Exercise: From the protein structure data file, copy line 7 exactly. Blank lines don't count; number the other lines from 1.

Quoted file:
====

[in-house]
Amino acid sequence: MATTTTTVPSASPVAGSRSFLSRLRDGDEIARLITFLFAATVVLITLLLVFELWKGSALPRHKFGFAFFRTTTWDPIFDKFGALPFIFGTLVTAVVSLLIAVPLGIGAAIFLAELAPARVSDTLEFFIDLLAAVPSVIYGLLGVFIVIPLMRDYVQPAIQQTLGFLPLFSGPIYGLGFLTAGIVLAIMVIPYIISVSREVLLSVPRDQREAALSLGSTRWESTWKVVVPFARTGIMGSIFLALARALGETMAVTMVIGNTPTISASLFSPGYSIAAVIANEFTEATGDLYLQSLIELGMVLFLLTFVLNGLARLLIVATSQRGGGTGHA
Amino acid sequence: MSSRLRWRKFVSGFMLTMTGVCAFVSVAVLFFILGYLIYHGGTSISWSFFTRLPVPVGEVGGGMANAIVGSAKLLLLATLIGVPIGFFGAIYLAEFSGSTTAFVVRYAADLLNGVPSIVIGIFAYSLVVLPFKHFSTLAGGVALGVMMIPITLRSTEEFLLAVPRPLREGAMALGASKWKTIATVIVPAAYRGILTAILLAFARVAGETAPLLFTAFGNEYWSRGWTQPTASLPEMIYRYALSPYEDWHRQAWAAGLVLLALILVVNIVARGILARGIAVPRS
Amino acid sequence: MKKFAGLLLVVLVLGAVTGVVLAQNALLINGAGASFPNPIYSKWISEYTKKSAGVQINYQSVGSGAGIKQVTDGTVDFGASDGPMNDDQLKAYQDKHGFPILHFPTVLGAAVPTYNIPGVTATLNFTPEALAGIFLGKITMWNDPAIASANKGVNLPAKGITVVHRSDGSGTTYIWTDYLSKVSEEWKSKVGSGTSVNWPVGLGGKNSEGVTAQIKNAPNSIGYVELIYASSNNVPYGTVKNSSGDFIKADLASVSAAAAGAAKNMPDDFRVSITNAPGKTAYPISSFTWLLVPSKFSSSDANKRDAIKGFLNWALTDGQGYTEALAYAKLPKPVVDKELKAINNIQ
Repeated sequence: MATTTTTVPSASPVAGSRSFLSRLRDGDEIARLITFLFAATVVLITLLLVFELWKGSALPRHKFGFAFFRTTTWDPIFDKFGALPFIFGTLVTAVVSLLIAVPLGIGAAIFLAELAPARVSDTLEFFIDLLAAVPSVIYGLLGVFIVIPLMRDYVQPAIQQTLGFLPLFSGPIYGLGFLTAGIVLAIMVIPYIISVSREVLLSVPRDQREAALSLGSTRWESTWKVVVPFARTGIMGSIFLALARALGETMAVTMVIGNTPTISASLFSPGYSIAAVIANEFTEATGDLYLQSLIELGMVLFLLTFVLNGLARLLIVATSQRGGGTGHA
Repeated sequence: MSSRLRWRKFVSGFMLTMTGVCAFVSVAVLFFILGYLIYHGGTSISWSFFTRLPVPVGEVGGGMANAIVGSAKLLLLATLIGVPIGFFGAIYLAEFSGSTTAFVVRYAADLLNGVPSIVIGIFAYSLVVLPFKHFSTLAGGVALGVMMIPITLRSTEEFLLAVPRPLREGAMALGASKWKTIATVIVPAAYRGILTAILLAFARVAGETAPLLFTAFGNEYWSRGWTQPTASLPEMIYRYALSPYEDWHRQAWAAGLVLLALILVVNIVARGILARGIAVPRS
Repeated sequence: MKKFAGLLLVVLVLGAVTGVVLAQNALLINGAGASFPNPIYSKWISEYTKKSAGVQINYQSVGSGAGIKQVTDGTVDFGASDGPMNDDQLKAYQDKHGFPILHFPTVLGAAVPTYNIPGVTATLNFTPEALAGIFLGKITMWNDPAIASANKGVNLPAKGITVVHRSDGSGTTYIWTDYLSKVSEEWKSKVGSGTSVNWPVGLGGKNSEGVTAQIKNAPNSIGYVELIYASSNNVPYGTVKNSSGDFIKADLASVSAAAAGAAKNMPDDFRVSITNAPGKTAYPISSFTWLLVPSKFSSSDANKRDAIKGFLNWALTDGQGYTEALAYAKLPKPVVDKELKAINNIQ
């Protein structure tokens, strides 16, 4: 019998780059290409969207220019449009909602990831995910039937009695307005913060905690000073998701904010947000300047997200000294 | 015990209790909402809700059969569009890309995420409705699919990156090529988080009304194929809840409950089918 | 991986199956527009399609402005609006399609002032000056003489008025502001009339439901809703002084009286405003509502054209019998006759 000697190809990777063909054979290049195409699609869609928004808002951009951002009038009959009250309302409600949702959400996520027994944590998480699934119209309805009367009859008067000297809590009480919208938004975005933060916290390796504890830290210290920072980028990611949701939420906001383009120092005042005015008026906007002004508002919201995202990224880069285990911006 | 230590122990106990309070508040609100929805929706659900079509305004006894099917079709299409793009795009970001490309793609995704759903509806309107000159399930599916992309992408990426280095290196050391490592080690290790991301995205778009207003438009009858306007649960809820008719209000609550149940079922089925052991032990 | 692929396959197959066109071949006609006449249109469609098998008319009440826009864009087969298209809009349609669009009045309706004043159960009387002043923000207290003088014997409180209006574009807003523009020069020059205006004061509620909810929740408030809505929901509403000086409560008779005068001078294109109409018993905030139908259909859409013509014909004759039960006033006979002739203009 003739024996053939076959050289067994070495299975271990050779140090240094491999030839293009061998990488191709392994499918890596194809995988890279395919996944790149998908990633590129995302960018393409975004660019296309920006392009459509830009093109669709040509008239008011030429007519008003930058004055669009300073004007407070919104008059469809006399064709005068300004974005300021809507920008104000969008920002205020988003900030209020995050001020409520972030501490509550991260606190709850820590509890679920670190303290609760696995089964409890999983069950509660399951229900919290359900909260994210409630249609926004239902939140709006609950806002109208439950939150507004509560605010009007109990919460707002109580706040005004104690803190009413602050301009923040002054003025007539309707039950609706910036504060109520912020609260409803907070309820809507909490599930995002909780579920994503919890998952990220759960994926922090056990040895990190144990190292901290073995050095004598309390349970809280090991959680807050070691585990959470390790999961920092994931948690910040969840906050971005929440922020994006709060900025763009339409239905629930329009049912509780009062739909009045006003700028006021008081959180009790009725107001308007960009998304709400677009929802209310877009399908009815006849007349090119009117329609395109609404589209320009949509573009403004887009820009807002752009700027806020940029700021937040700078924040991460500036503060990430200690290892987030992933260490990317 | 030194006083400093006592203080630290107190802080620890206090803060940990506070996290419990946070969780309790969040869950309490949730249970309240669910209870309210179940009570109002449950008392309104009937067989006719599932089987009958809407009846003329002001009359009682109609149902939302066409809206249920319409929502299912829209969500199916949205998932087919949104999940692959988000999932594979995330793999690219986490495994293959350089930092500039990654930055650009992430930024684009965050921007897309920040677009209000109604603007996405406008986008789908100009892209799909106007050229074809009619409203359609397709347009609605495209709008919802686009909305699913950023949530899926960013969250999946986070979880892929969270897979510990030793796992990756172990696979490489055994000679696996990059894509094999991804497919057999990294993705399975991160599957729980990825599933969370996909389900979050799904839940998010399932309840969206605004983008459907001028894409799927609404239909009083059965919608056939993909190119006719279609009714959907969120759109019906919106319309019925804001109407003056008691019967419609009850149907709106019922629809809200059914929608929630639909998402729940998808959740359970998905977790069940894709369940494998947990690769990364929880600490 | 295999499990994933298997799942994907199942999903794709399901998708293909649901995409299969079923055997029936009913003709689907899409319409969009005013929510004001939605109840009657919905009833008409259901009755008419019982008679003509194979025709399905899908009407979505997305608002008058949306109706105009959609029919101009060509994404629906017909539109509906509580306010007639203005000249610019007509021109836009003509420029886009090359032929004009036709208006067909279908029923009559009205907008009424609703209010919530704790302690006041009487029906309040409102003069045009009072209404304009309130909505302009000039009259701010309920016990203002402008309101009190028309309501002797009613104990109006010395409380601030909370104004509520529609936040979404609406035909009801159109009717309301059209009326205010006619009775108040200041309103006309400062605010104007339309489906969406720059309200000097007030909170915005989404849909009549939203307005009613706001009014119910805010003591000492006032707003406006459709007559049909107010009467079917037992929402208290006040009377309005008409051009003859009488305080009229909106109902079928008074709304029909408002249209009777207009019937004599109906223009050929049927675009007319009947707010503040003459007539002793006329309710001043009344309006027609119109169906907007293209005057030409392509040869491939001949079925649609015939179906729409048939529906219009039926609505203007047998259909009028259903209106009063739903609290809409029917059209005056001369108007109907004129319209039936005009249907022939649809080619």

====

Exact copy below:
Repeated sequence: MKKFAGLLLVVLVLGAVTGVVLAQNALLINGAGASFPNPIYSKWISEYTKKSAGVQINYQSVGSGAGIKQVTDGTVDFGASDGPMNDDQLKAYQDKHGFPILHFPTVLGAAVPTYNIPGVTATLNFTPEALAGIFLGKITMWNDPAIASANKGVNLPAKGITVVHRSDGSGTTYIWTDYLSKVSEEWKSKVGSGTSVNWPVGLGGKNSEGVTAQIKNAPNSIGYVELIYASSNNVPYGTVKNSSGDFIKADLASVSAAAAGAAKNMPDDFRVSITNAPGKTAYPISSFTWLLVPSKFSSSDANKRDAIKGFLNWALTDGQGYTEALAYAKLPKPVVDKELKAINNIQ